The Holkham Estate
Completed: October 2018
Best known for its magnificent panoramic beach and the rich and varied wildlife found on the grazing land and salt marshes, the landscape of the Holkham Reserve in Norfolk is just one layer of a man-made landscape that has changed dramatically over time and which will continue to change in response to environmental and social influences. Protected by AONB, SSSI and NNR designations the landscape is predominantly the result of one family’s sustainable management over the generations.
The Lookout was conceived out of a need to control the impact of visitors on the National Nature Reserve, to educate people about the effect of their visit on the Reserve, inform visitors about the diverse, rare and protected wildlife and to provide much-needed visitor facilities.
The setting inspired the choice of the building’s form and materiality. The circular form is pleasing from every prospect and, as a lookout, it provides panoramic views of the wildlife and infinite horizons beyond. The slatted larch elevation disguises human activity preventing disturbance to adjacent nesting birds. Swales were dug around the building to encourage the salt marsh habitat. The resulting earth was used to bury flood defences further embedding the building in its landscape.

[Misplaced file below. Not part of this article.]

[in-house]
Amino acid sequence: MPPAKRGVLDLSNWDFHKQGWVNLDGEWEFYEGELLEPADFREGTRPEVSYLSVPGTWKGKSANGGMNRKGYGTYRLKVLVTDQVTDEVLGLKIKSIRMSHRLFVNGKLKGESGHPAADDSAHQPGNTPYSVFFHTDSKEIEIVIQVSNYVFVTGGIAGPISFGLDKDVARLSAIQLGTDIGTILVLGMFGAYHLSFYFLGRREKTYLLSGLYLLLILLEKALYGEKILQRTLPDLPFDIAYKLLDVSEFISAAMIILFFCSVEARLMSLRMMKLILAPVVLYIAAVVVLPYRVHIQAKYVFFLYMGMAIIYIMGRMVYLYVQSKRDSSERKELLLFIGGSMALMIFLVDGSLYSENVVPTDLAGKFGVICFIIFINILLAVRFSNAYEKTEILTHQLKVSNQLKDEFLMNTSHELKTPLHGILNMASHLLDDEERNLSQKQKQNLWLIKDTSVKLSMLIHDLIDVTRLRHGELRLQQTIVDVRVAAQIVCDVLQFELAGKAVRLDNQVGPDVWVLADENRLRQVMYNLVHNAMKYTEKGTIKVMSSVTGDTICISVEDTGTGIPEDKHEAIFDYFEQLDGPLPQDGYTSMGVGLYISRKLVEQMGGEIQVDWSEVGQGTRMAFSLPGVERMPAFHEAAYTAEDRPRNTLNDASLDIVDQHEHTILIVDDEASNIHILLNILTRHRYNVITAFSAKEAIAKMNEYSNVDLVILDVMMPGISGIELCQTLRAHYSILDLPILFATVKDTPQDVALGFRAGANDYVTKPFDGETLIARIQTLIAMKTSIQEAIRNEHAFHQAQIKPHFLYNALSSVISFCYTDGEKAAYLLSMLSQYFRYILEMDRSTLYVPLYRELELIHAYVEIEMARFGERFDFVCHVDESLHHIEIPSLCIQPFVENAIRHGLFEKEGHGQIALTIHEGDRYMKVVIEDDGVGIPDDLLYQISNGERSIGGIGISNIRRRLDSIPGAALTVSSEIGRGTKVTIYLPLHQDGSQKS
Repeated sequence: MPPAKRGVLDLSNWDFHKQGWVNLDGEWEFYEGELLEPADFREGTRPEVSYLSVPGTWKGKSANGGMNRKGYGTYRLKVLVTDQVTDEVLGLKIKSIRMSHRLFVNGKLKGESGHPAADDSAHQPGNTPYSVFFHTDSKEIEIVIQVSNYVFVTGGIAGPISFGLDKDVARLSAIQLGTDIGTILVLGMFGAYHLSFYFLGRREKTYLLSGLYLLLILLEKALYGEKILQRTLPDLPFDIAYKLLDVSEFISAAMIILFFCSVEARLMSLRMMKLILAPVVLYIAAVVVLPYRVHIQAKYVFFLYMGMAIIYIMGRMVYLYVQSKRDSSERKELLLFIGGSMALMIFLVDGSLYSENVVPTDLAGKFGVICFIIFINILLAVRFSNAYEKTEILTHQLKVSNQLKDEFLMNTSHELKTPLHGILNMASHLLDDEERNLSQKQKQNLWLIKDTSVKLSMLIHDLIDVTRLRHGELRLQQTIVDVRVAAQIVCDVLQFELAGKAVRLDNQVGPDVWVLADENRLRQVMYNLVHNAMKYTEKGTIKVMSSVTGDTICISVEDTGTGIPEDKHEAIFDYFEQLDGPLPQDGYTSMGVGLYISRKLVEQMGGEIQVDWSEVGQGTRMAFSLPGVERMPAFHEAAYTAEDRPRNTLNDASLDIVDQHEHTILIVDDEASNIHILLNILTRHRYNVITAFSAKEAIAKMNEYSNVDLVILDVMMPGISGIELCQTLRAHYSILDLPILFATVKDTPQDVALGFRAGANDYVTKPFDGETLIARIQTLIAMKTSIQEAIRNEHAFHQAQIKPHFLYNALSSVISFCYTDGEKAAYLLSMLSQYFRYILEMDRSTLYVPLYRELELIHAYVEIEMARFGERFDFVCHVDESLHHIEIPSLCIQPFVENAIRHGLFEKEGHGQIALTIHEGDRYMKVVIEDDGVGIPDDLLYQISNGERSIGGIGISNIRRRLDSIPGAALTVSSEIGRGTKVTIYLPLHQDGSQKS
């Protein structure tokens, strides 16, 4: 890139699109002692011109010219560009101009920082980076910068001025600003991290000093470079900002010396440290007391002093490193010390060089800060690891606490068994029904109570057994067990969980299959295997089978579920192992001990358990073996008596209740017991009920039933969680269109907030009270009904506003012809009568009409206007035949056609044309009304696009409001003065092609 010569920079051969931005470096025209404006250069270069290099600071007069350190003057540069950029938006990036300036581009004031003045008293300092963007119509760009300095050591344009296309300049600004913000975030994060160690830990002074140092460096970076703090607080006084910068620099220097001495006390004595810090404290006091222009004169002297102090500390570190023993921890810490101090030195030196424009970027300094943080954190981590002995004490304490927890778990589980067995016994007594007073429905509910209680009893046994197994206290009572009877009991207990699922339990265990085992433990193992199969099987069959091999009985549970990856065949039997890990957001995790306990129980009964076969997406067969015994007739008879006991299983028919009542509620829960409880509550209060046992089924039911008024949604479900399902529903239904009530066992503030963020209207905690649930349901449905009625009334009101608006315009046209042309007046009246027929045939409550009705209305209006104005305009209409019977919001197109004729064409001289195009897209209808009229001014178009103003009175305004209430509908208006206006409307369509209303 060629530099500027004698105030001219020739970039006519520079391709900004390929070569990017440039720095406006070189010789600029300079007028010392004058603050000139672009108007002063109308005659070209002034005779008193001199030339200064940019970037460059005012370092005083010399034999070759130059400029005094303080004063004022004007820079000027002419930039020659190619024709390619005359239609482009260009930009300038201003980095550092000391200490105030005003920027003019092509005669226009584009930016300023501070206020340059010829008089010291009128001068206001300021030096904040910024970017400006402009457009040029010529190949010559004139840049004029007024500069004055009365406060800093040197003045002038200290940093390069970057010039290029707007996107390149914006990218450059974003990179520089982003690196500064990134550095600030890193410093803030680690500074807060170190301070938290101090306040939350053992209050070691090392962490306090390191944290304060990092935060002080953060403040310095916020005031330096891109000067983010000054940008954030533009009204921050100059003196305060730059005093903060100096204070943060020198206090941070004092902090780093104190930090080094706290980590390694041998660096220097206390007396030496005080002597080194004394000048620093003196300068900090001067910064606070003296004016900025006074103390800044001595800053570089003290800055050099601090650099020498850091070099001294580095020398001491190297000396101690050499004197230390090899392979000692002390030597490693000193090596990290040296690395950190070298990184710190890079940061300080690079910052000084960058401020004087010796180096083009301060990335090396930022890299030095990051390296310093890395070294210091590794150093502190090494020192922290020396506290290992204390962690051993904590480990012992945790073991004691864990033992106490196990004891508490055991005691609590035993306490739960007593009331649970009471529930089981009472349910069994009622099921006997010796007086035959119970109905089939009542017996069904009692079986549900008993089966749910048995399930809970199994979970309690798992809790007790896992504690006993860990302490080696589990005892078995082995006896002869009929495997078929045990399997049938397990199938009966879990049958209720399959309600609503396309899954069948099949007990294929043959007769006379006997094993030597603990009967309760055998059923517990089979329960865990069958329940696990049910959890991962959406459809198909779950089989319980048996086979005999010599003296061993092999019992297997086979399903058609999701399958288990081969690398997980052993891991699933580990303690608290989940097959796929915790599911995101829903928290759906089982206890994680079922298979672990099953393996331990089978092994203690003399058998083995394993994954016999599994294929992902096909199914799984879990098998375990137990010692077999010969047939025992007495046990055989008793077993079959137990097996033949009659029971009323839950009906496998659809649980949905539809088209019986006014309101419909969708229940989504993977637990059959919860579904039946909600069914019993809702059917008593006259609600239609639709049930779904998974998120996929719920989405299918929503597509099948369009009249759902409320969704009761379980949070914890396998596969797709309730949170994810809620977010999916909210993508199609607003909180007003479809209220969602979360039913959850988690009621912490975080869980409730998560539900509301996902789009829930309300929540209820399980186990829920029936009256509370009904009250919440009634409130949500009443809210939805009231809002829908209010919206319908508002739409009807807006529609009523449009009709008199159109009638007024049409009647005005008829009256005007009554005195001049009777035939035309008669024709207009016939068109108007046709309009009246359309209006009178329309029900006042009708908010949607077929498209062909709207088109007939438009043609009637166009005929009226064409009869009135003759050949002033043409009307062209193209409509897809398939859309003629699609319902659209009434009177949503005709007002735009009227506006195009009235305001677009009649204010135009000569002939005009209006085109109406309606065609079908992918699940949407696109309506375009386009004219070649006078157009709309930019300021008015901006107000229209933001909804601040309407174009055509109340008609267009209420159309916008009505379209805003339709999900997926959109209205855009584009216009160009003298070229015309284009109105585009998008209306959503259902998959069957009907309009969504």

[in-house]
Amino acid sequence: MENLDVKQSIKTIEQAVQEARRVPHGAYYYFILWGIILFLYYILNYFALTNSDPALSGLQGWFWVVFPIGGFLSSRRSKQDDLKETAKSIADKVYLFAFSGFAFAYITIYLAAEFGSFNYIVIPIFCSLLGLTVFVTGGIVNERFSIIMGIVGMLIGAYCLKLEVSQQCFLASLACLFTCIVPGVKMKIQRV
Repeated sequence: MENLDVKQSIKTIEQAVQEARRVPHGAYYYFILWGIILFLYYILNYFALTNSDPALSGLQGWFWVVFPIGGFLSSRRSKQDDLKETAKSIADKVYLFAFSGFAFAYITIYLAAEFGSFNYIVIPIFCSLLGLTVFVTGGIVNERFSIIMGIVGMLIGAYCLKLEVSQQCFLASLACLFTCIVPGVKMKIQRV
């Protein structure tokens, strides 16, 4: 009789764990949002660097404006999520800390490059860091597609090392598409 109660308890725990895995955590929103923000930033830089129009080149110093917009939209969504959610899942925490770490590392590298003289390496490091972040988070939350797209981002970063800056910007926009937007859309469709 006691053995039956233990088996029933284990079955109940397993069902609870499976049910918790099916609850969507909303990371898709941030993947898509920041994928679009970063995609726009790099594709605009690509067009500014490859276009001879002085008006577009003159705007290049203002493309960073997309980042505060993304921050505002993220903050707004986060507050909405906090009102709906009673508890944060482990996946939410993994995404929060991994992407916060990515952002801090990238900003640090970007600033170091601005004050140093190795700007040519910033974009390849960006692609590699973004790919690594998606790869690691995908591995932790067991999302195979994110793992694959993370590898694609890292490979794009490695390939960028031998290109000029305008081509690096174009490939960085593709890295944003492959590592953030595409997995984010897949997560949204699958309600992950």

The central courtyard captures a glimpse of ‘big sky’ and, like a clearing in the woods, creates a natural place to gather. At its centre, a fountain sculpted by local blacksmiths provides water on different levels for all to enjoy for free.
The Holkham National Nature Reserve was designated in 1967 and covers 3706 ha from Wells-next-the-Sea to Burnham Overy. Comprising of a number of rare habitats including salt marsh, sand dunes, pine woodland, foreshore, beach and grazing marsh, the present landscape was reclaimed from the sea in the late 19th century by the 2nd Earl of Leicester who planted three miles of sand with Corsican pine trees to stabilise the dunes and hold back the sea.
This work continues to the present day, as water levels within the grazing marsh are managed to maintain optimal conditions for wildlife.
Lucas + Western Architects
Integral Engineering Design
Quantity Surveyors and CDM Coordinator:
MAC Cost Consulting Ltd
Ian J M Cable Architectural Design
E3 Consulting Engineers
Ecology & Landscape Consultant:
Catherine Bickmore Associates
Geotechnical Engineers & Flood Risk Assessors:
A T Coombes Associates